HP unveils sustainability ‘changemaker’ and ‘catalyst’ schemes

Tech giant HP has launched a new scheme offering industry partners the resources and traning they need to accelerate sustainability progress, in the same week that Octopus Energy unveiled what it claims is the world's first energy technology research organisation.

HP unveils sustainability ‘changemaker’ and ‘catalyst’ schemes

Image: HP 

HP’s new scheme is called ‘Amplify Impact’ and is designed to help businesses across the tech sectors accelerate efforts to combat climate change, safeguard human rights and champion community sustainability. Members will be supported to follow HP’s lead in setting and delivering targets relating to net-zero, the circular economy, nature regeneration, human rights, diversity and inclusión and equal access to technology.

Support will be provided in the form of assessment, resources and training. Companies without a sustainability plan will be supported in development and delivery, while those with such a framework will be encouraged to increase ambitions and to report the benefits in financial terms. HP is calling the first cohort “changemaker partners” and the second “catalyst partners”.

HP has notably reported on the financial benefits of its dedicated sustainable products and services since 2018. A similar approach to disclosure can be seen at BT and Unilever, and HP believes this approach should be scaled to help other businesses see sustainability as an opportunity rather than a challenge.

In a statement, HP said the Amplify Impact scheme will help create an “ecosystem of accountability” across the tech sector. This means that the sector will broadly be working towards shared environmental and social objectives and that businesses will feel empowered to meet them. The statement added that this move “reflects the changing role of corporations in society”.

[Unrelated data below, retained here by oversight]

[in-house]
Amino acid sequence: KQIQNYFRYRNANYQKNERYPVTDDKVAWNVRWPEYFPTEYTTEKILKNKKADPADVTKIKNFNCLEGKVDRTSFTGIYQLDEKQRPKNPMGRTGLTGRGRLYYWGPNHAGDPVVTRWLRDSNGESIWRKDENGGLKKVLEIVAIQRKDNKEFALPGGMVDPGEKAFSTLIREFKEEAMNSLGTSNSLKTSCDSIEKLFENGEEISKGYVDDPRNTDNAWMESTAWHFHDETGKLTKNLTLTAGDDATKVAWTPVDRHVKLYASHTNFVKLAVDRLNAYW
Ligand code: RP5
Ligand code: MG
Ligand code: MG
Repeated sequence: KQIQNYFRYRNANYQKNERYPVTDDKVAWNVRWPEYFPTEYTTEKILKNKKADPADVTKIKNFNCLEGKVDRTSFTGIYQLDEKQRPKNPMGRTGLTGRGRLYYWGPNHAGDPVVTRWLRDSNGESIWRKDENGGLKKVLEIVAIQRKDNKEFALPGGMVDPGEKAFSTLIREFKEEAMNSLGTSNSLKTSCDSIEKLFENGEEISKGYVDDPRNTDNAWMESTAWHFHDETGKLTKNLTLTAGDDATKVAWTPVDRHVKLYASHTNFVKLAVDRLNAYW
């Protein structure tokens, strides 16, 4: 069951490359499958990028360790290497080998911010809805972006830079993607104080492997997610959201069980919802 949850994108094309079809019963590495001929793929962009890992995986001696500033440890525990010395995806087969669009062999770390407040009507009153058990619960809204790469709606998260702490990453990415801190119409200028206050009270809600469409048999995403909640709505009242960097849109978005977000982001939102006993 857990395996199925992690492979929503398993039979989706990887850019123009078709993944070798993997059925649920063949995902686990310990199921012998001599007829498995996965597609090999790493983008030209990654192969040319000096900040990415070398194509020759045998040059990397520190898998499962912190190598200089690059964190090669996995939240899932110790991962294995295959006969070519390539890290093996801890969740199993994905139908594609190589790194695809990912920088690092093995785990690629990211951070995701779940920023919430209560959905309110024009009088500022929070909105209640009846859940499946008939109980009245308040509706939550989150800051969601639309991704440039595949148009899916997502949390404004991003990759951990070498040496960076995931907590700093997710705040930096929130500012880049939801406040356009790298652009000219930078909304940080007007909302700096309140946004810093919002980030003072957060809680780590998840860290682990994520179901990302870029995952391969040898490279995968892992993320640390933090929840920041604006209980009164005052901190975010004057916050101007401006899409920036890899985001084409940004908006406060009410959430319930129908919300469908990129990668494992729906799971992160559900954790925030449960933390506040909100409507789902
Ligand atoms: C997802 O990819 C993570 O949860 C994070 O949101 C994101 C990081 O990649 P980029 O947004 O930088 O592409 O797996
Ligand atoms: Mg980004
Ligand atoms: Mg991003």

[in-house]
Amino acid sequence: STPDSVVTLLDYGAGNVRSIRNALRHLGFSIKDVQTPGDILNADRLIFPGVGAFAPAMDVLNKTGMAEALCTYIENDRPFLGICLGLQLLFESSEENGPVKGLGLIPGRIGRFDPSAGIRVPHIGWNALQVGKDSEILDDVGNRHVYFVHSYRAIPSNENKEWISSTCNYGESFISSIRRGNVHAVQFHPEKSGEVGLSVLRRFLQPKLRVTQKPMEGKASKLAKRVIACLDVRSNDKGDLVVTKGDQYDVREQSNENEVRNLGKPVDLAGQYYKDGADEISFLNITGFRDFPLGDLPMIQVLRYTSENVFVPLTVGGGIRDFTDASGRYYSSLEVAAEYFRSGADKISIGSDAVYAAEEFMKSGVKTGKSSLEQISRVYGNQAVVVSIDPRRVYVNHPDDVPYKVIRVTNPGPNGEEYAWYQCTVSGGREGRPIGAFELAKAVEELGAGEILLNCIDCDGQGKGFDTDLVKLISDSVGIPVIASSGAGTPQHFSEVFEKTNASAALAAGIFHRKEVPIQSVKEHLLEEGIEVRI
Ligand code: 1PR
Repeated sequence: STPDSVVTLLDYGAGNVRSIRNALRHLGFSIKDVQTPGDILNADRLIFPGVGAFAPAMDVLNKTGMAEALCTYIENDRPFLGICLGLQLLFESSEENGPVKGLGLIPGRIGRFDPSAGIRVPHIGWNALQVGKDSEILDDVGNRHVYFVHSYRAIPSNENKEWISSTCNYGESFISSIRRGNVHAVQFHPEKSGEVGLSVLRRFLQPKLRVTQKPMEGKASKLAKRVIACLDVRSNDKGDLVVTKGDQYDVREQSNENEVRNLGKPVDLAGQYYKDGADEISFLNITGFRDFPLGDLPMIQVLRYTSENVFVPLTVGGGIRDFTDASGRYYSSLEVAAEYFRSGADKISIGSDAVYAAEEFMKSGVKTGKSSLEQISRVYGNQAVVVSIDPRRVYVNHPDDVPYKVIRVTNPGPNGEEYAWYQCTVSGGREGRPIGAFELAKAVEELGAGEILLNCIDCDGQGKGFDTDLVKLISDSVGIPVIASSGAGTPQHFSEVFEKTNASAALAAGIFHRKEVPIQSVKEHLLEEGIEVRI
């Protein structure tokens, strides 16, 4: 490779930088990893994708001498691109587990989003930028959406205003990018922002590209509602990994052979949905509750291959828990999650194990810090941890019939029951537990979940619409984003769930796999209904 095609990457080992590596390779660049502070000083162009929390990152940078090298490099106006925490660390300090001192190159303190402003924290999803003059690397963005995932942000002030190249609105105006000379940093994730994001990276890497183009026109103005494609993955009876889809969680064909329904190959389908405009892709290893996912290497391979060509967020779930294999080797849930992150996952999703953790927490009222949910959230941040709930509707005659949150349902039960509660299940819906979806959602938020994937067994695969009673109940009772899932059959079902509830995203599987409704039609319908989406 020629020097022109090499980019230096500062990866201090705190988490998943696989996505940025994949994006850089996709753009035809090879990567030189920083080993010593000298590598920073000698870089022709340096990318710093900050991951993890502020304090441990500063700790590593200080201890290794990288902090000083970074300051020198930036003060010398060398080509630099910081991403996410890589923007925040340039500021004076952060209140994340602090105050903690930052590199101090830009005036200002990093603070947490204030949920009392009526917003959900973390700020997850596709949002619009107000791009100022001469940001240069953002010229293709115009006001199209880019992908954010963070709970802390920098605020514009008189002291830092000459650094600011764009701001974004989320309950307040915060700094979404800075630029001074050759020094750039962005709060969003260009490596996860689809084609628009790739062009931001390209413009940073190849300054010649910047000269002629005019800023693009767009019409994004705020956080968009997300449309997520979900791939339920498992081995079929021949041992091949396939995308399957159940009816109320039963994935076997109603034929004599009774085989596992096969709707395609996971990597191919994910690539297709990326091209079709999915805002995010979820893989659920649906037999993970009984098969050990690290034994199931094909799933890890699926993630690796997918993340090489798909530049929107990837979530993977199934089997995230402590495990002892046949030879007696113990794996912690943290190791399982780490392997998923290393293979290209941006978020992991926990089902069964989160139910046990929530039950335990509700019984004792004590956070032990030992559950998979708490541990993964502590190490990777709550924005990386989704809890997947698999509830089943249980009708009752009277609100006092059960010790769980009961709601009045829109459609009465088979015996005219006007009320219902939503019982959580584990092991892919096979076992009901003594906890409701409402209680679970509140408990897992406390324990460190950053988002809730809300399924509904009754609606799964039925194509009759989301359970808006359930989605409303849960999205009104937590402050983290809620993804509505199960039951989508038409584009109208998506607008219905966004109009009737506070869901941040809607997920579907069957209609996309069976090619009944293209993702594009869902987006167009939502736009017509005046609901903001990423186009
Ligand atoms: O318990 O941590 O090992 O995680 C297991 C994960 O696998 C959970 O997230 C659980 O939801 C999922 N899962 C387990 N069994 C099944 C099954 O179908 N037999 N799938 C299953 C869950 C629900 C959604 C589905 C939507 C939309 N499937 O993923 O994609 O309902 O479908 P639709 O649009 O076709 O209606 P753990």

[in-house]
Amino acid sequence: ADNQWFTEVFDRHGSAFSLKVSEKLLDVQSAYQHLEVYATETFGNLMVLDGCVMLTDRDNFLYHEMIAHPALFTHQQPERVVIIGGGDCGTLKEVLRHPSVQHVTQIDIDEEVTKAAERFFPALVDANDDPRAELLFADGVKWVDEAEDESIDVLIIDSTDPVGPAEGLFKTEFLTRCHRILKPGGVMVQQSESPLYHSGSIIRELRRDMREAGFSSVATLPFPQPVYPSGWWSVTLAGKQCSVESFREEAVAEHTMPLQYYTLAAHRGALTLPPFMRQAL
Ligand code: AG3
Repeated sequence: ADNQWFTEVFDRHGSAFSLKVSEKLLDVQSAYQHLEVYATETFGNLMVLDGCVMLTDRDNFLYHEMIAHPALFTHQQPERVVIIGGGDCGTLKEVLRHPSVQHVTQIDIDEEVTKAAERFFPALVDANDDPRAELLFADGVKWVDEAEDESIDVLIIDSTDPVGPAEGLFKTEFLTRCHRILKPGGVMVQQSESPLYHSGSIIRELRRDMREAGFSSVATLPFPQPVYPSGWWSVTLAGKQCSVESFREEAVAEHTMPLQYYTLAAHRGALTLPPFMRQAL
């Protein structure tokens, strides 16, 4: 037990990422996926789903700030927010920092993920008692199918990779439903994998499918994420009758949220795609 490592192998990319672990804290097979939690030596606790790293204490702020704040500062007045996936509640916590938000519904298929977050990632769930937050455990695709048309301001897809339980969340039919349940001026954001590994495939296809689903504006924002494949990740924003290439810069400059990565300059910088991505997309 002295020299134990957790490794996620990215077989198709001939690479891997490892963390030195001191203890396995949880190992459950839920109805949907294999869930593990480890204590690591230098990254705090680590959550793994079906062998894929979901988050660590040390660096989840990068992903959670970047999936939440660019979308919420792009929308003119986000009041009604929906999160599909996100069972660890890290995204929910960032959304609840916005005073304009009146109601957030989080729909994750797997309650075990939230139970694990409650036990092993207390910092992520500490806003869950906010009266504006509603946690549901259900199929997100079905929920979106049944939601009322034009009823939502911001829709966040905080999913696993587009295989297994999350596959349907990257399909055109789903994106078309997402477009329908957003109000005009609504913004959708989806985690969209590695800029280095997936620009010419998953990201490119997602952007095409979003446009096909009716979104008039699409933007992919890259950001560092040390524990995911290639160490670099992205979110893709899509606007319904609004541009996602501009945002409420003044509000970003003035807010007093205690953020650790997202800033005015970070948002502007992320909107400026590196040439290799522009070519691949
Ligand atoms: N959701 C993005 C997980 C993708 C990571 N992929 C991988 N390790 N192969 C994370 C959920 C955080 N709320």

“Our goal is to work with our partners to help drive a more circular and low-carbon economy, cultivate a more diverse, inclusive and equitable supply chain and improve the vitality and resilience of local communities,” HP’s chief commercial officer Christoph Schell said. “The strength and reach of our ecosystem are substantial and by bringing our partners with us on this journey, we can work together to create a more sustainable and just world.”

edie recently published a two-part feature on the changing role of businesses and their sustainability professionals in the wake of Covid-19 and the run-up to COP26, highlighting the need for intersectionality. You can read that feature in full here.

Octopus Centre for Net Zero

In related news, energy challenger brand Octopus Energy has launched what it claims is the world’s first ‘energy-tech-led’ research organisation in London.

The Octopus Centre for Net Zero (OCNZ) will play host to experts from fields including energy systems, data science, econometrics, climate policy and behavioural science, who will be led by Lucy Yu. Yu holds qualifications in chemistry and in public leadership, and has previously held senior policy and research positions at e-scooter giant Voi, the Connected Places Catapult and the European Commission. Her team is tasked not with developing innovative products, but with shaping policy recommendations, forecasting models and other technologies that could overcome what Octopus is describing as the “most pressing issues in energy”.

Issues specifically mentioned include decarbonising residential transport and heat, which collectively accounted for more than half (53%) of the UK’s national annual emissions in 2019. These will be the focus areas for primary research.

Yu said: “The climate emergency is the biggest challenge of our lifetime, but good policies and investments can help decarbonise our planet without compromising the quality of life. But no country can solve this crisis on their own. 

“By sharing best practices, tools and models, we have a chance to speed up the much-needed change and get us on the fast-track to net-zero. I can’t wait to get started and bring together a team of experts that will drive the knowledge transfer between the energy industry and policymakers.”

While Octopus Energy is funding the OCNZ, it maintains that the body will have “full autonomy over its work”. Octopus Energy’s founder and chief executive Greg Jackson said he hopes that other energy companies will follow suit.

Sarah George

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